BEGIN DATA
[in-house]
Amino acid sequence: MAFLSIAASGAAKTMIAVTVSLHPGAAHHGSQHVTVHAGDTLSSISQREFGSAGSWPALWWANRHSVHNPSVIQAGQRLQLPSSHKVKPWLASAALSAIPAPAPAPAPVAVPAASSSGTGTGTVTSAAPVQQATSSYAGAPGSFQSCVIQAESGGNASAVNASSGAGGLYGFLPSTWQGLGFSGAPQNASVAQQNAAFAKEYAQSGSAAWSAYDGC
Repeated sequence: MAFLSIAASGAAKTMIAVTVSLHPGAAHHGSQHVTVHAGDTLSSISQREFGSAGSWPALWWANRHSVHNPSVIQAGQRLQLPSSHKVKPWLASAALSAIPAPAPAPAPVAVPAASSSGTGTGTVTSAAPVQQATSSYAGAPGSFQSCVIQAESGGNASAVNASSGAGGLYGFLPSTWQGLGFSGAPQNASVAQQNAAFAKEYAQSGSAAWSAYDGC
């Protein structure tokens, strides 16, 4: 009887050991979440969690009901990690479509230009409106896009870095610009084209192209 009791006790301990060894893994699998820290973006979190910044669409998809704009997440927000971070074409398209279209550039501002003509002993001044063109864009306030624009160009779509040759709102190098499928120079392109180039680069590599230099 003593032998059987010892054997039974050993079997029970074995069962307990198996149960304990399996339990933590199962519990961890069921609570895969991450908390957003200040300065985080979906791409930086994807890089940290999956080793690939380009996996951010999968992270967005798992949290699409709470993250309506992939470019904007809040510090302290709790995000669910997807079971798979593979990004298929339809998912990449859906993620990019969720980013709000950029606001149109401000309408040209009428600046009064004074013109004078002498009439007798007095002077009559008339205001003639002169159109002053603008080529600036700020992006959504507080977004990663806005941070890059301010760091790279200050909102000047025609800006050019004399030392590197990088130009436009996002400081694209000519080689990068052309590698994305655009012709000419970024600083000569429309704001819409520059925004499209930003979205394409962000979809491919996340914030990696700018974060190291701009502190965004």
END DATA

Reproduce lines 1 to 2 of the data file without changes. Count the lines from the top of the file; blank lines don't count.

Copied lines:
[in-house]
Amino acid sequence: MAFLSIAASGAAKTMIAVTVSLHPGAAHHGSQHVTVHAGDTLSSISQREFGSAGSWPALWWANRHSVHNPSVIQAGQRLQLPSSHKVKPWLASAALSAIPAPAPAPAPVAVPAASSSGTGTGTVTSAAPVQQATSSYAGAPGSFQSCVIQAESGGNASAVNASSGAGGLYGFLPSTWQGLGFSGAPQNASVAQQNAAFAKEYAQSGSAAWSAYDGC